Making an Itinerary and Campground Reservations
Unless you have no limits to the amount of time you’ll spend on holiday, taking a campervan through and around Europe involves detailed planning, yet a great deal of flexibility. Start by making a list of your must visit destinations and how long you’d like to stay at each place. Is the goal of your trip to see lots of sights or to go slow and really enjoy the camping experience? Determine how far you’re willing to drive in a day and work out a schedule. We decided that we wanted to spend time in Corsica, so we worked out an itinerary that took us there, with some great stops in Switzerland, Italy, and the South of France.
Europeans love to camp, and campgrounds are just about everywhere. They range from resort-like with swimming pools, tennis courts, bars and restaurants to very rustic with just the basics.
We used Eurocampings.com to find and make all of our campground reservations. User friendly with relevant and up to date content, you simply begin your search by country and you’ll find dozens, if not hundreds of campgrounds with ratings, reviews, maps, and information on how to make a reservation. Eurocampings offers a discount card that lets you camp for 50% savings during the low season, and an app that runs without an internet connection and provides detailed information for over 8,000 camping destinations in Europe.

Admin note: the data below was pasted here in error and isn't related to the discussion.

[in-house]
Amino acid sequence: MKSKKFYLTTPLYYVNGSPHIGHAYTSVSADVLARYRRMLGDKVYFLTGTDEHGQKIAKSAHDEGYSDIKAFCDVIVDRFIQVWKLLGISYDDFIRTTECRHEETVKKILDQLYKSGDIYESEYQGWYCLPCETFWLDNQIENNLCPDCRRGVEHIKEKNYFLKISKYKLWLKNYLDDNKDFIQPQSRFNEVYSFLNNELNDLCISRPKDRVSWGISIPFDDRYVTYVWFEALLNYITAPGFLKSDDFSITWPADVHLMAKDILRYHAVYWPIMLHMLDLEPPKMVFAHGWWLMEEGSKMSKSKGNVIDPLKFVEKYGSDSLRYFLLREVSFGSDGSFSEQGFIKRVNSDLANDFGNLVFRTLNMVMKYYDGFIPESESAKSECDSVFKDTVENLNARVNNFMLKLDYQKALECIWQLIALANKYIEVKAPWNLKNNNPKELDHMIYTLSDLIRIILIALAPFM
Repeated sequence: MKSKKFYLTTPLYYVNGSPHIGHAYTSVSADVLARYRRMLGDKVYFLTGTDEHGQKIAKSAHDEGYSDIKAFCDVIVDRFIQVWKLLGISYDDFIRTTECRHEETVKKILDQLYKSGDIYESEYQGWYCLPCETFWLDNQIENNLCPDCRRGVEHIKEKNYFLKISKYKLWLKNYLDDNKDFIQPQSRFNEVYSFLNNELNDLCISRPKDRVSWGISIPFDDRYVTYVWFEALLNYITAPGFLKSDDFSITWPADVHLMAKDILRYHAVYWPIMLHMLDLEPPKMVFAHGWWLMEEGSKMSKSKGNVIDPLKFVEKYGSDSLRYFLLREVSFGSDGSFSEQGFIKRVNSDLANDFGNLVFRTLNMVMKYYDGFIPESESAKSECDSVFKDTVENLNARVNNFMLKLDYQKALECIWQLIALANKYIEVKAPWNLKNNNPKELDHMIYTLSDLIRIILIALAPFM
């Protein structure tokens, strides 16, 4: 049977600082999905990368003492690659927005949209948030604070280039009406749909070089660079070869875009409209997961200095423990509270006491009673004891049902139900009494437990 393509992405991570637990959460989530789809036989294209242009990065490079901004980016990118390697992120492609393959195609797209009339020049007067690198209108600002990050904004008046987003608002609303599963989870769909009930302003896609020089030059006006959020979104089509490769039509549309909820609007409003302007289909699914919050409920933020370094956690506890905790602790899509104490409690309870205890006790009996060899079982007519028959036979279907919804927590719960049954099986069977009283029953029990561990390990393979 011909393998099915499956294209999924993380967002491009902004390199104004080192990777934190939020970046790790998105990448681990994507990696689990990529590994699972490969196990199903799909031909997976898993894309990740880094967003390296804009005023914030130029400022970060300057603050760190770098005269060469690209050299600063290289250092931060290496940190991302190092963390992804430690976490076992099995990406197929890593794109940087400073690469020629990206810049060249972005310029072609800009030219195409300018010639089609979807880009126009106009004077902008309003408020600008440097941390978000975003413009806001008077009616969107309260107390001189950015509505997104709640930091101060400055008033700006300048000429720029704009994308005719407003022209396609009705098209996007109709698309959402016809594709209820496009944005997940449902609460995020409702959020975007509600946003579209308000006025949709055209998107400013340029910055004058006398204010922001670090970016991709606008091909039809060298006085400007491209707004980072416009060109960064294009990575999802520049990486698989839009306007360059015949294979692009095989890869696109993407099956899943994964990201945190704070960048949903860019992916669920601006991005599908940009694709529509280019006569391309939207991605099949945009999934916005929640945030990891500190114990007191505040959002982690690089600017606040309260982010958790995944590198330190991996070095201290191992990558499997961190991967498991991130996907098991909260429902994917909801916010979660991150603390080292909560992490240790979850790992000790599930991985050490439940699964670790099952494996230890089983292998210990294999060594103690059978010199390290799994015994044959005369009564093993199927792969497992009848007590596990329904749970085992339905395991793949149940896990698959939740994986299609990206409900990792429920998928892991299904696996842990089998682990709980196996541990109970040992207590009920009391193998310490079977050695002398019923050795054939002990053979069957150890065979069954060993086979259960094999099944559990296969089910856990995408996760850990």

During the high season it’s not uncommon for popular campgrounds to reach capacity and reservations aren’t available. Most have a waiting area at the entrance and will allow you to hook up to water and electricity and wait for a space to become available. If you find yourself out on the open road and exhausted, there are plenty of “stopover” sites where it’s legal and safe to stop for the night.